Start-up FireTrust, a supplier of spam catcher software, will move its MailWasher solution from client to server at the end of this month.
FireTrust started by offering a free download of its MailWasher Pro software, which stops spam from reaching desktops by letting users view and delete e-mails while still on the corporate server.
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MailWasher Server, which is in beta, identifies and filters out spam messages using a number of different approaches.
Statistical content filtering uses lexical analysis to evaluate the probability that a message is spam, evolving as it learns what an organisation considers spam.
The system also uses what it calls real-time black hole list servers to check incoming SMTP server IP addresses against Domain Name Server and Real-Time Black Hole Lists.
The software is also connected to a global spam database, FirstAlert, which already claims 16 million verified spam messages in its database.
Janice Yee, a market analyst at Radicati Group, said that programs such as MailWasher - that use a multi-tiered approach to filtering spam - are best.
"As it goes through the various filters, more and more spam mail gets weeded out. One type of filtering alone won't work," said Yee.
MailWasher Server will be available at the end this month, when pricing will also be announced. MailWasher Pro is available to single users as a free download and for multiple installations at $37 per install.
Meanwhile, Tech Laboratories is offering a hardware solution, DynaTrax, which it calls a digital matrix cross connect switch. The switch fits between network devices such as hubs, switches, and routers, and end-user devices such as desktops and printers and can be used to reroute malicious code electronically.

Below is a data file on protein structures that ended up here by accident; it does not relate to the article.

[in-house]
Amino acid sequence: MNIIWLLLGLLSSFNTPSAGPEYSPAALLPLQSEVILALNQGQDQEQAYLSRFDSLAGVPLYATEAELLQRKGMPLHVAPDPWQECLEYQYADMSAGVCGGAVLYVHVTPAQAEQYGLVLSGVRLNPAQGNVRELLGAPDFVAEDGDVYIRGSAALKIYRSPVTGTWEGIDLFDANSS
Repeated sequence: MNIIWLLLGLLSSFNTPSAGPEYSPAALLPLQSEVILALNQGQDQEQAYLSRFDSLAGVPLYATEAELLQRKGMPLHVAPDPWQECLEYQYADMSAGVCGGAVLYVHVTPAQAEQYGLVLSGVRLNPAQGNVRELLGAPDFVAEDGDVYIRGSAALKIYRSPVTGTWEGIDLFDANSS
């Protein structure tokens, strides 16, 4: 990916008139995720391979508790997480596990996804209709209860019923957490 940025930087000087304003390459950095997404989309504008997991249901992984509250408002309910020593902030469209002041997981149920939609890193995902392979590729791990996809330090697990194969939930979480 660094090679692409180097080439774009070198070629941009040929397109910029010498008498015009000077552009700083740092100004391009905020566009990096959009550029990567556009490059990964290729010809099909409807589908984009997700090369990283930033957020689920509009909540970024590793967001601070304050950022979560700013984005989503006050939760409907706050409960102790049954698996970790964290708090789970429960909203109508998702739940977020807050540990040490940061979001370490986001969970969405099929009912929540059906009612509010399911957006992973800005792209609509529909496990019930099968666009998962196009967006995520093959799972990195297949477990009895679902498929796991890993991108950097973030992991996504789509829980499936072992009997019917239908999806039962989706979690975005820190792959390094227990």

"DynaTrax allows an any-to-any connection without a tech having to going to the wiring closet to rewire. It is done electronically," said Bernard Ciongoli, president of Tech Laboratories.
Instead of sending traps to the network administrator the DynaTrax solution takes information and sends a trap, a coded script, to DynaTrax which moves a connection electronically.
Once the code is disconnected from the network it reconnects it to a decoy server and then reconnects to the network for a continuous flow of safe data.
Based on system management software, like Hewlett-Packard OpenView or Tivoli, the system can look for false positives and reroute good data back into the network. Once the decoy server has the malicious code it can also track and trace the code back to its source.
"It becomes a back-hacking device," said Ciongoli.
DynaTrax is shipping now and its first customers include the Allied Irish Bank in New York.
Ciongoli said that with the right spam catcher software DynaTrax could be used to stop the flow of unwanted e-mails.
Tech Laboratories DynaTrax is shipping now. A 108-port by 108-port basic device with software starts at $15,000.
Ephraim Schwartz writes for InfoWorld